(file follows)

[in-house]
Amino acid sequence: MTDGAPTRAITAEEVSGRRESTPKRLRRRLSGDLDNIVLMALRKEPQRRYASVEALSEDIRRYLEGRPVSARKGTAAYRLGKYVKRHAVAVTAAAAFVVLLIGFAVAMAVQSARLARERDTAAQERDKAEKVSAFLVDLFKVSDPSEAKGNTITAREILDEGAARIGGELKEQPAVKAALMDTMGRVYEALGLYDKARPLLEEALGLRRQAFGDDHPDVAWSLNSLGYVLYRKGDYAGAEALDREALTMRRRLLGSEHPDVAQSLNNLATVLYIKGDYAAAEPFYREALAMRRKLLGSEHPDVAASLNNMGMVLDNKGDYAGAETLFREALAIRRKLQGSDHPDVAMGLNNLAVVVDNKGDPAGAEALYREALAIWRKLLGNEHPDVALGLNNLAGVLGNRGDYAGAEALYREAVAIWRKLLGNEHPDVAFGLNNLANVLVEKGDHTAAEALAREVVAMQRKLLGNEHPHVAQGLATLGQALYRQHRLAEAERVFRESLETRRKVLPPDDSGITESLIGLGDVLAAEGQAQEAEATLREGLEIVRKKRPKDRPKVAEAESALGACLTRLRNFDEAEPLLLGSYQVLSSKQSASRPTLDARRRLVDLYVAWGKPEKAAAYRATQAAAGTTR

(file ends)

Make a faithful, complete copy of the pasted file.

[in-house]
Amino acid sequence: MTDGAPTRAITAEEVSGRRESTPKRLRRRLSGDLDNIVLMALRKEPQRRYASVEALSEDIRRYLEGRPVSARKGTAAYRLGKYVKRHAVAVTAAAAFVVLLIGFAVAMAVQSARLARERDTAAQERDKAEKVSAFLVDLFKVSDPSEAKGNTITAREILDEGAARIGGELKEQPAVKAALMDTMGRVYEALGLYDKARPLLEEALGLRRQAFGDDHPDVAWSLNSLGYVLYRKGDYAGAEALDREALTMRRRLLGSEHPDVAQSLNNLATVLYIKGDYAAAEPFYREALAMRRKLLGSEHPDVAASLNNMGMVLDNKGDYAGAETLFREALAIRRKLQGSDHPDVAMGLNNLAVVVDNKGDPAGAEALYREALAIWRKLLGNEHPDVALGLNNLAGVLGNRGDYAGAEALYREAVAIWRKLLGNEHPDVAFGLNNLANVLVEKGDHTAAEALAREVVAMQRKLLGNEHPHVAQGLATLGQALYRQHRLAEAERVFRESLETRRKVLPPDDSGITESLIGLGDVLAAEGQAQEAEATLREGLEIVRKKRPKDRPKVAEAESALGACLTRLRNFDEAEPLLLGSYQVLSSKQSASRPTLDARRRLVDLYVAWGKPEKAAAYRATQAAAGTTR